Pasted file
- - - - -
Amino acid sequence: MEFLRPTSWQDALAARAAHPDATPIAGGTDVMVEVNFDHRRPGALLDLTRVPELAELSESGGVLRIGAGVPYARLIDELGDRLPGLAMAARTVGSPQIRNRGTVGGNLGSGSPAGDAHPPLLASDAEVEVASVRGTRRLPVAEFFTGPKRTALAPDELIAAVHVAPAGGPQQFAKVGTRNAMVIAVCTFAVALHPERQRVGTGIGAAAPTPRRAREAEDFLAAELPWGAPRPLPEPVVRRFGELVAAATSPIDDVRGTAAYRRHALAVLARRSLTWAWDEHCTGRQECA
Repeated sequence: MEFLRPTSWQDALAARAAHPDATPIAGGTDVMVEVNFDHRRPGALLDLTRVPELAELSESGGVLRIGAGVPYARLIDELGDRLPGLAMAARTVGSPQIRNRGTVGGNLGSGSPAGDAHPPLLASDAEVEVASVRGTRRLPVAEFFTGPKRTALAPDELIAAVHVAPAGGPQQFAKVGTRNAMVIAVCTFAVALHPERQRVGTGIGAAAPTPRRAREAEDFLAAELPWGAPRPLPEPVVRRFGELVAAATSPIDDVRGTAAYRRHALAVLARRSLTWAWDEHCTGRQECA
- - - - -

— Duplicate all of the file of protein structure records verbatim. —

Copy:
Amino acid sequence: MEFLRPTSWQDALAARAAHPDATPIAGGTDVMVEVNFDHRRPGALLDLTRVPELAELSESGGVLRIGAGVPYARLIDELGDRLPGLAMAARTVGSPQIRNRGTVGGNLGSGSPAGDAHPPLLASDAEVEVASVRGTRRLPVAEFFTGPKRTALAPDELIAAVHVAPAGGPQQFAKVGTRNAMVIAVCTFAVALHPERQRVGTGIGAAAPTPRRAREAEDFLAAELPWGAPRPLPEPVVRRFGELVAAATSPIDDVRGTAAYRRHALAVLARRSLTWAWDEHCTGRQECA
Repeated sequence: MEFLRPTSWQDALAARAAHPDATPIAGGTDVMVEVNFDHRRPGALLDLTRVPELAELSESGGVLRIGAGVPYARLIDELGDRLPGLAMAARTVGSPQIRNRGTVGGNLGSGSPAGDAHPPLLASDAEVEVASVRGTRRLPVAEFFTGPKRTALAPDELIAAVHVAPAGGPQQFAKVGTRNAMVIAVCTFAVALHPERQRVGTGIGAAAPTPRRAREAEDFLAAELPWGAPRPLPEPVVRRFGELVAAATSPIDDVRGTAAYRRHALAVLARRSLTWAWDEHCTGRQECA